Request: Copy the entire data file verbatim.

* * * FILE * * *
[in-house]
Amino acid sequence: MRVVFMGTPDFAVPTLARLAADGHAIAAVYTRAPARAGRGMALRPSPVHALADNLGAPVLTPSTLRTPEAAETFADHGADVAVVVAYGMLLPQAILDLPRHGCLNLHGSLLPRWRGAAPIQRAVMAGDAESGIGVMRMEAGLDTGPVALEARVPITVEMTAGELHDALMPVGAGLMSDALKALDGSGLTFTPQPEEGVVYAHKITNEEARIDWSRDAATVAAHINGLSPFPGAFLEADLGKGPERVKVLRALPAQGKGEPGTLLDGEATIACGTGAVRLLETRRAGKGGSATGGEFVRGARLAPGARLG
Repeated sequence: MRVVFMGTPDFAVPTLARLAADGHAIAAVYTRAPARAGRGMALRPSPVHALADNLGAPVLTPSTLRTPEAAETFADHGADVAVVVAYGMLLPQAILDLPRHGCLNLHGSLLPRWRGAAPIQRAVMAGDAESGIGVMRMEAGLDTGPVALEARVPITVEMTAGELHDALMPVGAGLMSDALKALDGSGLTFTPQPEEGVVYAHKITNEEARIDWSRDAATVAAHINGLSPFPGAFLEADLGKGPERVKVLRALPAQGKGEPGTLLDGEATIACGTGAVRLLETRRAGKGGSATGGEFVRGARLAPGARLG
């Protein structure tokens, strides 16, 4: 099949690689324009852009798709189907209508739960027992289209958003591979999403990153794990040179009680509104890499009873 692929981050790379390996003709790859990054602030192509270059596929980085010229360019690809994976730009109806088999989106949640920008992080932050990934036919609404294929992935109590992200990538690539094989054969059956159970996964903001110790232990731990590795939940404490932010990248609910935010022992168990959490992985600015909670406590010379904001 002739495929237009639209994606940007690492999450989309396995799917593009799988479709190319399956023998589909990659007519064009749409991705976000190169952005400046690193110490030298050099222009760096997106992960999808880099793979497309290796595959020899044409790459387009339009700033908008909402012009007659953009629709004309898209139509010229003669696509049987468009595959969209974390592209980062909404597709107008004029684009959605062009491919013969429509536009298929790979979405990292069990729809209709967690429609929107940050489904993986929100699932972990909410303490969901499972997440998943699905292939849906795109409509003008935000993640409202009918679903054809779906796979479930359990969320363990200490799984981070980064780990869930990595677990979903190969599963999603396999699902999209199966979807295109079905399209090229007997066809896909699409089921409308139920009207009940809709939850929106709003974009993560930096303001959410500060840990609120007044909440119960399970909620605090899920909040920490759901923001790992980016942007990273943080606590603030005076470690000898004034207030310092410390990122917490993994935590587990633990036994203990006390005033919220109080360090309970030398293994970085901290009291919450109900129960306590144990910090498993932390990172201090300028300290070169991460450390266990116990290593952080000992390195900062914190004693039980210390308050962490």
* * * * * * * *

[in-house]
Amino acid sequence: MRVVFMGTPDFAVPTLARLAADGHAIAAVYTRAPARAGRGMALRPSPVHALADNLGAPVLTPSTLRTPEAAETFADHGADVAVVVAYGMLLPQAILDLPRHGCLNLHGSLLPRWRGAAPIQRAVMAGDAESGIGVMRMEAGLDTGPVALEARVPITVEMTAGELHDALMPVGAGLMSDALKALDGSGLTFTPQPEEGVVYAHKITNEEARIDWSRDAATVAAHINGLSPFPGAFLEADLGKGPERVKVLRALPAQGKGEPGTLLDGEATIACGTGAVRLLETRRAGKGGSATGGEFVRGARLAPGARLG
Repeated sequence: MRVVFMGTPDFAVPTLARLAADGHAIAAVYTRAPARAGRGMALRPSPVHALADNLGAPVLTPSTLRTPEAAETFADHGADVAVVVAYGMLLPQAILDLPRHGCLNLHGSLLPRWRGAAPIQRAVMAGDAESGIGVMRMEAGLDTGPVALEARVPITVEMTAGELHDALMPVGAGLMSDALKALDGSGLTFTPQPEEGVVYAHKITNEEARIDWSRDAATVAAHINGLSPFPGAFLEADLGKGPERVKVLRALPAQGKGEPGTLLDGEATIACGTGAVRLLETRRAGKGGSATGGEFVRGARLAPGARLG
């Protein structure tokens, strides 16, 4: 099949690689324009852009798709189907209508739960027992289209958003591979999403990153794990040179009680509104890499009873 692929981050790379390996003709790859990054602030192509270059596929980085010229360019690809994976730009109806088999989106949640920008992080932050990934036919609404294929992935109590992200990538690539094989054969059956159970996964903001110790232990731990590795939940404490932010990248609910935010022992168990959490992985600015909670406590010379904001 002739495929237009639209994606940007690492999450989309396995799917593009799988479709190319399956023998589909990659007519064009749409991705976000190169952005400046690193110490030298050099222009760096997106992960999808880099793979497309290796595959020899044409790459387009339009700033908008909402012009007659953009629709004309898209139509010229003669696509049987468009595959969209974390592209980062909404597709107008004029684009959605062009491919013969429509536009298929790979979405990292069990729809209709967690429609929107940050489904993986929100699932972990909410303490969901499972997440998943699905292939849906795109409509003008935000993640409202009918679903054809779906796979479930359990969320363990200490799984981070980064780990869930990595677990979903190969599963999603396999699902999209199966979807295109079905399209090229007997066809896909699409089921409308139920009207009940809709939850929106709003974009993560930096303001959410500060840990609120007044909440119960399970909620605090899920909040920490759901923001790992980016942007990273943080606590603030005076470690000898004034207030310092410390990122917490993994935590587990633990036994203990006390005033919220109080360090309970030398293994970085901290009291919450109900129960306590144990910090498993932390990172201090300028300290070169991460450390266990116990290593952080000992390195900062914190004693039980210390308050962490």